January 5, 2014; Los Angeles, CA, USA; UCLA Bruins guard/forward Kyle Anderson (5) moves the ball up court against the Southern California Trojans during the second half at Pauley Pavilion. Mandatory Credit: Gary A. Vasquez-USA TODAY Sports

UCLA Basketball vs. Arizona: Wildcats By The Numbers

 

UCLA is set to take on the top-ranked Arizona Wildcats on Thursday night in Pauley Pavilion. Sadly, UCLA will play Arizona just once, a real travesty considering the two have a rather strong basketball rivalry.

Although the Bruins have had a few chances to beat solid teams from major conferences in their out-of-conference slate, Arizona is perhaps the best team the Bruins will face so far.

With that, here are three numbers about Arizona you need to keep in mind as you watch the Bruins and Wildcats duke it out on ESPN.

40.1

The number of rebounds per game that the 2014 Wildcats earn. Of course, Arizona’s been a good rebounding team for a couple of years now, dating back to their mildly successful 2012-13 campaign. While rebounding is a major issue for UCLA, it appears the Bruins are content with losing the battle on the boards, especially against Zona. The Bruins went 3-0 for Arizona in 2013, and each time, the Wildcats earned more boards.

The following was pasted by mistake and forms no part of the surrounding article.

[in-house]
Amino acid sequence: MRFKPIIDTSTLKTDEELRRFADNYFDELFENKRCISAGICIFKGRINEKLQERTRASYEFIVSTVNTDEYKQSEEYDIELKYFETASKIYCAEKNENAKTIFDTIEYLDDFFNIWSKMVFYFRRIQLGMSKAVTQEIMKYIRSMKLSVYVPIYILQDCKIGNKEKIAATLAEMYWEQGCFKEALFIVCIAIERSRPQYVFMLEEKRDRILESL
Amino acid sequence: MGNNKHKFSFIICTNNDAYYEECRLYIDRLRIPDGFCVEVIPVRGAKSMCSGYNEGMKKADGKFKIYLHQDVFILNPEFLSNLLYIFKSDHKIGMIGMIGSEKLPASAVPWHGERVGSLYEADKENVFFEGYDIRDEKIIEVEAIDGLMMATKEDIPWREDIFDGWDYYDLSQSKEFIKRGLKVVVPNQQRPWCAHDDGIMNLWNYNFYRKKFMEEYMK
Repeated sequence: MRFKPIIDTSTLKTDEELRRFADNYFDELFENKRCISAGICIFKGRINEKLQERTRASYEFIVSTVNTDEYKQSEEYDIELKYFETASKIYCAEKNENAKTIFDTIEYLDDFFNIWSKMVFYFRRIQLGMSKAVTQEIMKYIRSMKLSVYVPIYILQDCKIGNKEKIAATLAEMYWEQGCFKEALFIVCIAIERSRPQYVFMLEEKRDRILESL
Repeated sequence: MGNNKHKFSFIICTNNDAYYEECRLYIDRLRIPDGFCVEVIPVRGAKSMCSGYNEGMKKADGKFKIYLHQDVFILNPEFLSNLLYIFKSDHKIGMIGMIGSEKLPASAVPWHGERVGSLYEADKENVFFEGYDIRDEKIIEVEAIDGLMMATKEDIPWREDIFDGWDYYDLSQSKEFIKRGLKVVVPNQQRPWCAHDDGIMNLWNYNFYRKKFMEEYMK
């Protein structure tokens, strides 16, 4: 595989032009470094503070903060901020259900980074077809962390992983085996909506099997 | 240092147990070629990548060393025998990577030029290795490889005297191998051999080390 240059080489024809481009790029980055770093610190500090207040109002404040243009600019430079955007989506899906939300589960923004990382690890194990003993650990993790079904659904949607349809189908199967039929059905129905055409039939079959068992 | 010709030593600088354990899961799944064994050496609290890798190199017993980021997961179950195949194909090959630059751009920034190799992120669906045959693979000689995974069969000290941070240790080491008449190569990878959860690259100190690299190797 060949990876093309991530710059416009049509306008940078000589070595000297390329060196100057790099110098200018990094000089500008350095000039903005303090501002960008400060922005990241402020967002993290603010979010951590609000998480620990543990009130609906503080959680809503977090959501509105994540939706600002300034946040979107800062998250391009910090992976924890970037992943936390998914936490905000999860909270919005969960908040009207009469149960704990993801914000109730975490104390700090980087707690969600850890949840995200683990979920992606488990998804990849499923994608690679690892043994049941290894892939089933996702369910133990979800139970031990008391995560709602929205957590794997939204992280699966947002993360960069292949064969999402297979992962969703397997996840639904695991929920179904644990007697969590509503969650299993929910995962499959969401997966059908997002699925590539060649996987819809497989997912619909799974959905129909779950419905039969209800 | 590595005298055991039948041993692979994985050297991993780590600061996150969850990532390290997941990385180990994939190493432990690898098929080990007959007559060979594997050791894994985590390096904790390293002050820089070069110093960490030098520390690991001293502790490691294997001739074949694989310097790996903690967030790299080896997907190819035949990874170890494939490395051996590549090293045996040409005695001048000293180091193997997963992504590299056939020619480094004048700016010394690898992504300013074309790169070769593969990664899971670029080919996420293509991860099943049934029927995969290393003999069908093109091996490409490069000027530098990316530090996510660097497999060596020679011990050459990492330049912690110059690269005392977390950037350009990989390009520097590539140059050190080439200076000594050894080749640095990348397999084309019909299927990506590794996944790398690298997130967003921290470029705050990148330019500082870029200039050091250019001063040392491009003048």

13.86

The number of threes per game that Arizona takes. This is one of the lowest marks in college basketball, and their 208 three-point attempts ranks 282nd in the nation. There’s a reason for this: With all of Arizona’s size, they’re far happier when pounding the ball inside the paint. Three of Arizona’s top four scorers rarely take shots from downtown and as a result, those three all shoot well above 50 percent from the floor. UCLA’s defense is rather inconsistent both inside and out, but the Bruins’ interior defense is sorely lacking any enforcers, meaning the Wildcats may have an entry point on Thursday.

85.3

The number of points Arizona allows per 100 possessions. This ranks as the fourth-best mark in the country, making it the toughest defense UCLA has seen all season. Of course, it isn’t as if UCLA’s offense is inept – the Bruins earn 120.7 points per 100 possessions. However, Arizona has played an offense this good – and won, holding Duke to 66 points, nearly 20 points below their season average.

-Carlos Sandoval

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